Let's assume that the applicant data noted by Erik, the WSJ, and countless gleeful business school admissions officers, are a real turning point. The bubble has burst. What follows for how the ABA should conduct the accreditation process?
I'll start with a Lewisian anecdote. I've the honor of chairing Temple's self-study committee this year, as we prepare for our sabbatical site visit next fall. As a part of the "accreditation process," I attended an ABA workshop in the summer of 2010 for site accreditors and law school representatives. The room, at an airport hotel in Chicago, was full - Gordon Smith was in the house! - and the plenary session sometimes informative. I'd also estimate that it cost the attendees an aggregate of $250,000 to attend, taken from student tuition dollars, when fully all of the benefit could have been achieved with podcasts, online presentations, and e-materials.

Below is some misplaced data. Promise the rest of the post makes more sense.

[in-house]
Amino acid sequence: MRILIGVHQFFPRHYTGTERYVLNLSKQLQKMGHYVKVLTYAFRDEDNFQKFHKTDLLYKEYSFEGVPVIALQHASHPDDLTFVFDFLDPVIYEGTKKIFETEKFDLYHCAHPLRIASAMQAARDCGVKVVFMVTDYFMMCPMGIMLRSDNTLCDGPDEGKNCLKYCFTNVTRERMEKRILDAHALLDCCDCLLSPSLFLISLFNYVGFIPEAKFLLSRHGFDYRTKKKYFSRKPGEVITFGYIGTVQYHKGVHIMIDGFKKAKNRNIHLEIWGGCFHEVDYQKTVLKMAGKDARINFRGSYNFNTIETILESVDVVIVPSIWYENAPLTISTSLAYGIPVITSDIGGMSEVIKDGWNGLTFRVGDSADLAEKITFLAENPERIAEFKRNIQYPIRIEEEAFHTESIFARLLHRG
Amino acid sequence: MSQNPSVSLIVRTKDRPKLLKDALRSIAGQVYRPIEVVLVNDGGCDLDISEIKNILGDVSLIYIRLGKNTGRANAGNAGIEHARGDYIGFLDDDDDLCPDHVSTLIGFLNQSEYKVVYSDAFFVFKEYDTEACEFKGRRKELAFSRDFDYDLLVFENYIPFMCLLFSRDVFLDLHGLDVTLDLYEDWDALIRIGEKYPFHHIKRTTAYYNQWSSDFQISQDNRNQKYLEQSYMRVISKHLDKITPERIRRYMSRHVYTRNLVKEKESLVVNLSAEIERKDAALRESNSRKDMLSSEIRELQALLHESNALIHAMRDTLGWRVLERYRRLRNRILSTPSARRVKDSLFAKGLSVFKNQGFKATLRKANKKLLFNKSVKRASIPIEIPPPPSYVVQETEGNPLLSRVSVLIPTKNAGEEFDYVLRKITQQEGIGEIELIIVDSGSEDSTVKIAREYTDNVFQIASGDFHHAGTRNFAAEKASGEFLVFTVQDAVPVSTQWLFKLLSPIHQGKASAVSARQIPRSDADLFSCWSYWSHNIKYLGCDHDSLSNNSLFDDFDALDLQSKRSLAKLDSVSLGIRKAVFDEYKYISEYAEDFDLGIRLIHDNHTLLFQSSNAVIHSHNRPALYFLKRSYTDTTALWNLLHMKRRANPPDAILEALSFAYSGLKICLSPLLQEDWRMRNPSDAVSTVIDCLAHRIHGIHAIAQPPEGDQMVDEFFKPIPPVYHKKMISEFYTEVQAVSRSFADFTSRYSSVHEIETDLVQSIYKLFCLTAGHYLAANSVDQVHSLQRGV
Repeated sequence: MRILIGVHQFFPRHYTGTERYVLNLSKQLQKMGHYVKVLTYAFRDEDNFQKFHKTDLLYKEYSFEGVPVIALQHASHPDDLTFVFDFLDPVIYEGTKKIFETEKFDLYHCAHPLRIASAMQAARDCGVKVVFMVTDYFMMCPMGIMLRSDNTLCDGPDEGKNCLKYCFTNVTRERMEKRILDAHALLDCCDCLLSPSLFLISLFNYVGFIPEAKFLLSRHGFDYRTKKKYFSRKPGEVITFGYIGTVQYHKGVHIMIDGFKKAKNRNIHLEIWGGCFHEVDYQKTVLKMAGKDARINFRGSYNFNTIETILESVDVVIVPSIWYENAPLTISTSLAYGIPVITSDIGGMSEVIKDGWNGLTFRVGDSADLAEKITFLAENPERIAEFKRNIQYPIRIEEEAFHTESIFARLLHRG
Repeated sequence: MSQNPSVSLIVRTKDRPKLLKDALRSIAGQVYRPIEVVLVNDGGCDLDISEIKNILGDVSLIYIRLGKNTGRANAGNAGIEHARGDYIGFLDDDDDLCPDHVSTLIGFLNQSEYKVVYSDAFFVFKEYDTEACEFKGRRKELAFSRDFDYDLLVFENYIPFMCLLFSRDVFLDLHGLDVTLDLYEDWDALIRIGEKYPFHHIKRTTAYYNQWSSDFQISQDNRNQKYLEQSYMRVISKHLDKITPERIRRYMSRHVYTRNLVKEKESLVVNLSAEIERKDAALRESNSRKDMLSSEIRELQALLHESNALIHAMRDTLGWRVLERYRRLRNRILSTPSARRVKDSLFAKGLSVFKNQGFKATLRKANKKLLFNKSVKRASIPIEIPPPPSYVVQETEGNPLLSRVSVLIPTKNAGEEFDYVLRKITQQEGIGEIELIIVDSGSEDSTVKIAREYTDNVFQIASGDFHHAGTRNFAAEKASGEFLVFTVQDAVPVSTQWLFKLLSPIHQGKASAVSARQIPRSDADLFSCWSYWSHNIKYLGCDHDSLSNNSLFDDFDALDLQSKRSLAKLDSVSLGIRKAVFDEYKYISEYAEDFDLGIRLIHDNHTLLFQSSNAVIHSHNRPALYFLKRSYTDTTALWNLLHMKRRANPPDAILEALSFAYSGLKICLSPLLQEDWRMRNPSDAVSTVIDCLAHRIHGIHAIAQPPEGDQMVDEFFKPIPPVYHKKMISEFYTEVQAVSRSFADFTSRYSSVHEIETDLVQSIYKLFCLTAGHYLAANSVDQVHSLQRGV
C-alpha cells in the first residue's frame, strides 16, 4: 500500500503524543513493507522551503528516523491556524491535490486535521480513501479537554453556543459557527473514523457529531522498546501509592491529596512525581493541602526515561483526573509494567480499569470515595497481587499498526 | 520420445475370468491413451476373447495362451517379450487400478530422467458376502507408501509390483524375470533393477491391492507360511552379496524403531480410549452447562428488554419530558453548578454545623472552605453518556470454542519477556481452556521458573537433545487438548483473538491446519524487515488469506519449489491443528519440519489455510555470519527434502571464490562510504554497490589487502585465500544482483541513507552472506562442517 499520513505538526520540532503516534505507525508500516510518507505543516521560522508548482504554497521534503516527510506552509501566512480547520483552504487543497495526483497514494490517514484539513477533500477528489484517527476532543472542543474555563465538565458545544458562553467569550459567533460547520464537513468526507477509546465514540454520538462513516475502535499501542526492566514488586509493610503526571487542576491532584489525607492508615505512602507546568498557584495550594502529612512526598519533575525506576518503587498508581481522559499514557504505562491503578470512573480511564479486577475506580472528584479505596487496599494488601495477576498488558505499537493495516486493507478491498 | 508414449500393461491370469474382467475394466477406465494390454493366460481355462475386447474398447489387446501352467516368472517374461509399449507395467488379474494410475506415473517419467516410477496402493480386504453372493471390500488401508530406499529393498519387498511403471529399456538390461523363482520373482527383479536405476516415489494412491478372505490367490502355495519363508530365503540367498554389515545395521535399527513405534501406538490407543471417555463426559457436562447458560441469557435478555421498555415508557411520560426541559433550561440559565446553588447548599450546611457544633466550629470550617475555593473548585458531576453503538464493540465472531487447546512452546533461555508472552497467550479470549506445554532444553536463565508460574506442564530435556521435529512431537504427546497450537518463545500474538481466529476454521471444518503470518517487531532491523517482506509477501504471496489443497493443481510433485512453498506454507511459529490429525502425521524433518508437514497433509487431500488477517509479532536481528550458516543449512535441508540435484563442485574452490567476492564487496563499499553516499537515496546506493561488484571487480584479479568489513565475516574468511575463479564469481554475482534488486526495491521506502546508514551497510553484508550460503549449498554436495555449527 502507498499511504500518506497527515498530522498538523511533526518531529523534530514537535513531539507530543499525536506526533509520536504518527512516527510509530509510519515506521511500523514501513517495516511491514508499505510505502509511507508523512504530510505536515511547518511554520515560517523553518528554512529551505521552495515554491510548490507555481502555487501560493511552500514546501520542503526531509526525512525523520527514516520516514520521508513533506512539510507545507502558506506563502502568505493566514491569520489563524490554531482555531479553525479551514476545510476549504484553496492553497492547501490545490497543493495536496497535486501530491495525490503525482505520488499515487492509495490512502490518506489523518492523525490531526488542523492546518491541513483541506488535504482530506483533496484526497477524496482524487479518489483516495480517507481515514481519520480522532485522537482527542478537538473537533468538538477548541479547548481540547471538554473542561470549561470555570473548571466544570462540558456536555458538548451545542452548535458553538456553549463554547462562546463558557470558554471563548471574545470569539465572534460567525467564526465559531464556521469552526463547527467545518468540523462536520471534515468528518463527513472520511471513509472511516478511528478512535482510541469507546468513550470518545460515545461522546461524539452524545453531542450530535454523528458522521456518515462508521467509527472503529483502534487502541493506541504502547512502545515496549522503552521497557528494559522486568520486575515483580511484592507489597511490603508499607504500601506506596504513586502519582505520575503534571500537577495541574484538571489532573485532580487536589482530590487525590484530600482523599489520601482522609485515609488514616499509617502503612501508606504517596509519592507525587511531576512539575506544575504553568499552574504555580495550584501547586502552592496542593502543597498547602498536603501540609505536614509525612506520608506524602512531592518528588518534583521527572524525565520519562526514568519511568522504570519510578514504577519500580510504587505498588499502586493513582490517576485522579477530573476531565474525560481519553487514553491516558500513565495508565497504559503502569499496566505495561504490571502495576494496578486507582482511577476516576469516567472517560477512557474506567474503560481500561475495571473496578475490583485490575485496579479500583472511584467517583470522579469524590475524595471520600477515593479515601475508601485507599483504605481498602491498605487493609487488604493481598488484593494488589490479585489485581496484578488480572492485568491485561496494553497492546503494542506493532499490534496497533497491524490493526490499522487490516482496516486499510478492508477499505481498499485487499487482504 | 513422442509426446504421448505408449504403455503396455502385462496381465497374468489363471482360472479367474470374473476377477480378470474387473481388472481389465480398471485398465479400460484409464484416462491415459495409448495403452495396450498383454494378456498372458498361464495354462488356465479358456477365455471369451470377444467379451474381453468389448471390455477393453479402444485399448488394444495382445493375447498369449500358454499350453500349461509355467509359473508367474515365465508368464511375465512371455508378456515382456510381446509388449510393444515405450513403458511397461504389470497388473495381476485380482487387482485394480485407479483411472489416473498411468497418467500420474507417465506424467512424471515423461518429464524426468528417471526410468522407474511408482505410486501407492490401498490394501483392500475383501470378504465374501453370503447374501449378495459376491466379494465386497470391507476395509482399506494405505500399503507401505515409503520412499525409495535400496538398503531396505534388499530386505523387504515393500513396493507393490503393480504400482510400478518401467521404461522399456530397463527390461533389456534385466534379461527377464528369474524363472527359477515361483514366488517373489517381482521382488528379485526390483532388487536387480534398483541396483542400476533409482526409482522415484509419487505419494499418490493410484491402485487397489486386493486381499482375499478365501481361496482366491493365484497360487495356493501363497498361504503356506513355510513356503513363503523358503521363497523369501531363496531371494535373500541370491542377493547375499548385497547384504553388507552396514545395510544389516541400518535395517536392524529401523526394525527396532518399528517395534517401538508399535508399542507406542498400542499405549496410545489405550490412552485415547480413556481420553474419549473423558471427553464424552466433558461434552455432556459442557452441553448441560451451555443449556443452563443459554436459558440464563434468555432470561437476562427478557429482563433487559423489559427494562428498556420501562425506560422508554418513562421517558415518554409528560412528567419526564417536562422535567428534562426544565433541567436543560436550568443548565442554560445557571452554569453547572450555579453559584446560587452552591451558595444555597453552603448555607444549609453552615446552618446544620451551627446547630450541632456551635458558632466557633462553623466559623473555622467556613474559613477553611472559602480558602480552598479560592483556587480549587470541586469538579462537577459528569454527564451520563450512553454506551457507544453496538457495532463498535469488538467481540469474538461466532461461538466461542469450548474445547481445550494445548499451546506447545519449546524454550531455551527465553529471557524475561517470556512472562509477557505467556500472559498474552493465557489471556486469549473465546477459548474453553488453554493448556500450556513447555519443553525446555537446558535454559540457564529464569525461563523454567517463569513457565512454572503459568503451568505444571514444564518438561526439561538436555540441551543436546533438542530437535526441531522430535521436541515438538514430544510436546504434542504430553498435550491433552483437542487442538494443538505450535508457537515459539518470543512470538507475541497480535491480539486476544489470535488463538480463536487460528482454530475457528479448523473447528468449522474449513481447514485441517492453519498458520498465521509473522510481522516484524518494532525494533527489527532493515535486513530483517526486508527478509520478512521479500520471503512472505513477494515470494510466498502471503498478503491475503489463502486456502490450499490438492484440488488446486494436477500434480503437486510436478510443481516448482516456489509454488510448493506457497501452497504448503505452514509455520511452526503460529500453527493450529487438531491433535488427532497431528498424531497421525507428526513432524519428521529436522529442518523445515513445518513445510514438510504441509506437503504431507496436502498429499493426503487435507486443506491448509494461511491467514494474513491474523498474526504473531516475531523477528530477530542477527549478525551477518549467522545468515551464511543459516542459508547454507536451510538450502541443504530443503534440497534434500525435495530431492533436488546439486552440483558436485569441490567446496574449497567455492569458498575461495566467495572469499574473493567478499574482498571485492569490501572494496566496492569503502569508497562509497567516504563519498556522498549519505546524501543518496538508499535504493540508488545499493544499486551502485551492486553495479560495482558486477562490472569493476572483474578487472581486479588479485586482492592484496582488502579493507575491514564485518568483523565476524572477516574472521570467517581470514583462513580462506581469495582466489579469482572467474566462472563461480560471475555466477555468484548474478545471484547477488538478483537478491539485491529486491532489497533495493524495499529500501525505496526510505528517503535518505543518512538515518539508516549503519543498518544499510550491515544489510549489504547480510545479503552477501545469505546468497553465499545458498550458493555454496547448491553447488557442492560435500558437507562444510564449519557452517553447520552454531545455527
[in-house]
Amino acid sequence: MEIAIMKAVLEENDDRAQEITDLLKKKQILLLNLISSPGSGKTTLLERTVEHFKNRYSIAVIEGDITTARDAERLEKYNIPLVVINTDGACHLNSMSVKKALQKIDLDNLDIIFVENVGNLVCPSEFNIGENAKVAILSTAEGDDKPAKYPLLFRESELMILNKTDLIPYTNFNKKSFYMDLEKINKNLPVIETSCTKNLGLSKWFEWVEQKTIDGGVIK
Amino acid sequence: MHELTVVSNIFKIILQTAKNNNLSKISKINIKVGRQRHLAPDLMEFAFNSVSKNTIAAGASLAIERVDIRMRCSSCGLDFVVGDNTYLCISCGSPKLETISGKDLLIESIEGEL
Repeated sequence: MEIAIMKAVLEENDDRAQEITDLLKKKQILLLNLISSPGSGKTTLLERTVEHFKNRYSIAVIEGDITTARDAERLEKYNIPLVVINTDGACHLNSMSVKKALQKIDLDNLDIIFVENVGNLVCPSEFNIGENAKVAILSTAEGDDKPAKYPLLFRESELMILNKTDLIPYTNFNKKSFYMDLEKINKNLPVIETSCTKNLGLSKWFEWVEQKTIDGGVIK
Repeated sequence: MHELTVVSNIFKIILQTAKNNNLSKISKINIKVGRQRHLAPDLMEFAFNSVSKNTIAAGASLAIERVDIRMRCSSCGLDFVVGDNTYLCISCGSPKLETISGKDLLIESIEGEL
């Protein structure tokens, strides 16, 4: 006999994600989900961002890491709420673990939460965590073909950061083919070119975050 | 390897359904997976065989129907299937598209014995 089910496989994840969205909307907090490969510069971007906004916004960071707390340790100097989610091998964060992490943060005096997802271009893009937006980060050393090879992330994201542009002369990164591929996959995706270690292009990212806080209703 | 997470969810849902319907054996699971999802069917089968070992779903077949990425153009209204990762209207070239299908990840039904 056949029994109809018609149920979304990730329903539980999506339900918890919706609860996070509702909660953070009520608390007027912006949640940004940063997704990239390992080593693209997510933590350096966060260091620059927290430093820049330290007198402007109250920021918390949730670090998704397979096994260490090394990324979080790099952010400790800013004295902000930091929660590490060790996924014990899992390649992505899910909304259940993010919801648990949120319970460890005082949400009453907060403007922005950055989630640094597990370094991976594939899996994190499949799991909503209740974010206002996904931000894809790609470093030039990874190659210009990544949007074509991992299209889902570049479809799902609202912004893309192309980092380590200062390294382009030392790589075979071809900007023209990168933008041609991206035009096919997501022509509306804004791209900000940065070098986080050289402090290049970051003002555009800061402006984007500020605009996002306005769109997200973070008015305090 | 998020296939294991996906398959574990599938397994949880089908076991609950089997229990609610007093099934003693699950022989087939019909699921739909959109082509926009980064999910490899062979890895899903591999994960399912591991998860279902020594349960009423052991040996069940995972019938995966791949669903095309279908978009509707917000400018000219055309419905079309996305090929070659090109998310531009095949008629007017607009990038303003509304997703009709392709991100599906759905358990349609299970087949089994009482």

As the conference began, the ABA's Representative gave a speech lauding the standards, which he argued could be employed to good ends. He comforted us by noting that no one, ever, emerges from accreditation without a demerit requiring correction. That is, the accreditation process is set up so that a law school must engage with the ABA's corrective hand. But the highlight was the Representative's joyful boast that several new schools had been guided toward a successful accreditation, and there were an additional handful of prospective schools in the pipeline. He neglected to mention that we were then in the middle of the worst job market for new lawyers in several generations. As I recall, his announcement was met with applause. I felt like a guy on the Titanic, watching the band play on.